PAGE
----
While snake bites can be a serious problem in other areas of the United States, fortunately for us, they are not a significant problem in Minnesota. Of the 17 snake species in the state, only two are venomous: the timber rattlesnake and the eastern massasauga. Both are found in the southeastern counties of Minnesota and are very rarely seen or encountered. If your pet was bitten by a snake, this is considered a “RED” – or true emergency – on our Fast Track Triage chart. We advise you to seek immediate veterinary care. Please call ahead of your arrival so the veterinary team knows to expect you!
Bees and Wasps
There are many different types of bees and wasps in Minnesota; however, the most commonly encountered are: yellowjackets, bald-faced hornets, paper wasps, honeybees, and bumblebees. While they all have the ability to sting, yellowjackets and paper wasps tend to be the most aggressive. True honey bees are rarely a problem unless their hive is being disturbed. Honey bees also have a barbed stinger that remains embedded in the skin. They can only sting once and then die.
If your pet is stung, it is important to get them out of the immediate area. Many bees will release an alarm hormone when they sting that will trigger additional aggression and stings from other bees in the immediate area. If you can see a stinger, don’t grab it to remove it! This may force more venom into the skin. Instead, scrape the stinger out with your fingernail, a credit card, etc.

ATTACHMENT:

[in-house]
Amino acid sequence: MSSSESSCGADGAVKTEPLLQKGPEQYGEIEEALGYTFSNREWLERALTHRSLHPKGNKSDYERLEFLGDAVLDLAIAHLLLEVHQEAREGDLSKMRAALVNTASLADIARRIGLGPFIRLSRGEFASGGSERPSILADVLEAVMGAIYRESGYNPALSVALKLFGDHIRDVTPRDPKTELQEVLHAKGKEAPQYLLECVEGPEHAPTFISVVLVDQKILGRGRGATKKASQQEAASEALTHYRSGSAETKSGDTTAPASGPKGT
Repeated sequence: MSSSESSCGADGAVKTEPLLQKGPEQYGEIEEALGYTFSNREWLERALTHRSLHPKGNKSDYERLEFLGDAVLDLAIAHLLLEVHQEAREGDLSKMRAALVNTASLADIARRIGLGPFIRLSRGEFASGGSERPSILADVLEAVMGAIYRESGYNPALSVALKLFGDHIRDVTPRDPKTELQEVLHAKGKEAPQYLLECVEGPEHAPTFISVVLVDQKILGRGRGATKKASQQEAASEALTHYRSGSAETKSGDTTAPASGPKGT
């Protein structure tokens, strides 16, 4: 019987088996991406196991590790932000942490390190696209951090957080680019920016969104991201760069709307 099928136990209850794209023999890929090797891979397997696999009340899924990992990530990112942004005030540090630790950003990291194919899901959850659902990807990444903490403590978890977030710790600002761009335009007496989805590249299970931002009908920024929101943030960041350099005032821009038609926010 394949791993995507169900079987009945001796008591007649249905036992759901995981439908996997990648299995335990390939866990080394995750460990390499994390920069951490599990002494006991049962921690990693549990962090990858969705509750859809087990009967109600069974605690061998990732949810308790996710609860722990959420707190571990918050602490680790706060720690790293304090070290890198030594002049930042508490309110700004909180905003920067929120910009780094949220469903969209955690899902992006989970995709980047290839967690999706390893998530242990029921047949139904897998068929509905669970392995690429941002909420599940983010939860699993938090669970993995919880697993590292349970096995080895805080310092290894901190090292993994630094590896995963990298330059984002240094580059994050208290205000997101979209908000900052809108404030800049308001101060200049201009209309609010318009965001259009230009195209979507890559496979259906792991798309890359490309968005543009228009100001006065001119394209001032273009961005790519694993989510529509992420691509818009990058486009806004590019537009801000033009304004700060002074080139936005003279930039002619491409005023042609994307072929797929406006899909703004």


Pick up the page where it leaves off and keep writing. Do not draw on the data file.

Wasp and hornets can deliver multiple stings and therefore, tend to be more serious, due to the amount of venom injected.
Just as with people, stings are painful to pets, but they are rarely serious or life-threatening. For pain, applying ice packs to the area of the sting may be helpful. Monitor closely for at least 30 to 90 minutes for any evidence of a more serious reaction: large swelling at the site of the sting, hives, a puffy face, problems breathing, or collapse. Cats may meow a lot, drool, walk like they’re drunk, or collapse.
If more serious complications appear to be developing, have your pet checked right away. People often ask if they can give a stung pet some Benadryl at home, but once serious reactions develop, Benadryl doesn’t help. Injectable medications and possibly IV fluids may be needed. If in doubt, seek immediate medical assistance.
Written by Jeff Bush, DVM.